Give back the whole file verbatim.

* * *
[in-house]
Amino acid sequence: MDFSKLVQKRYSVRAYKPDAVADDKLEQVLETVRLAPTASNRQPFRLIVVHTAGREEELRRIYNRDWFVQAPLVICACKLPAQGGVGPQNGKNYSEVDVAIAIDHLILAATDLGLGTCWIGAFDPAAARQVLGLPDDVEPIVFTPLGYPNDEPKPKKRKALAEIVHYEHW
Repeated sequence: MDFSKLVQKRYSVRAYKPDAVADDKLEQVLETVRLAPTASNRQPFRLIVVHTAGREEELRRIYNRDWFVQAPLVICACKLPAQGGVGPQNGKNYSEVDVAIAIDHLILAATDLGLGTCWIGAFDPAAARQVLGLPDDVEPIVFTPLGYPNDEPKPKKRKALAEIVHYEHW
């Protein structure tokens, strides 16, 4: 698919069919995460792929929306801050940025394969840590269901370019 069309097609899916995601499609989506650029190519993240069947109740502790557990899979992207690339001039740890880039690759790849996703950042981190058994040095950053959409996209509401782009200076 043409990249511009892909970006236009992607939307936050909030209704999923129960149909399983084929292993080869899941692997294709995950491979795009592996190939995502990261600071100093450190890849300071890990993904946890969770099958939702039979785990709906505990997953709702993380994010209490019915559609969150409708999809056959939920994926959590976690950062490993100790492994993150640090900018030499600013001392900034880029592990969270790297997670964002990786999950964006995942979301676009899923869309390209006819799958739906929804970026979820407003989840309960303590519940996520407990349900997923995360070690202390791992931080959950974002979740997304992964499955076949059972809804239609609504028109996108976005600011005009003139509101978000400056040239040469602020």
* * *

[in-house]
Amino acid sequence: MDFSKLVQKRYSVRAYKPDAVADDKLEQVLETVRLAPTASNRQPFRLIVVHTAGREEELRRIYNRDWFVQAPLVICACKLPAQGGVGPQNGKNYSEVDVAIAIDHLILAATDLGLGTCWIGAFDPAAARQVLGLPDDVEPIVFTPLGYPNDEPKPKKRKALAEIVHYEHW
Repeated sequence: MDFSKLVQKRYSVRAYKPDAVADDKLEQVLETVRLAPTASNRQPFRLIVVHTAGREEELRRIYNRDWFVQAPLVICACKLPAQGGVGPQNGKNYSEVDVAIAIDHLILAATDLGLGTCWIGAFDPAAARQVLGLPDDVEPIVFTPLGYPNDEPKPKKRKALAEIVHYEHW
């Protein structure tokens, strides 16, 4: 698919069919995460792929929306801050940025394969840590269901370019 069309097609899916995601499609989506650029190519993240069947109740502790557990899979992207690339001039740890880039690759790849996703950042981190058994040095950053959409996209509401782009200076 043409990249511009892909970006236009992607939307936050909030209704999923129960149909399983084929292993080869899941692997294709995950491979795009592996190939995502990261600071100093450190890849300071890990993904946890969770099958939702039979785990709906505990997953709702993380994010209490019915559609969150409708999809056959939920994926959590976690950062490993100790492994993150640090900018030499600013001392900034880029592990969270790297997670964002990786999950964006995942979301676009899923869309390209006819799958739906929804970026979820407003989840309960303590519940996520407990349900997923995360070690202390791992931080959950974002979740997304992964499955076949059972809804239609609504028109996108976005600011005009003139509101978000400056040239040469602020």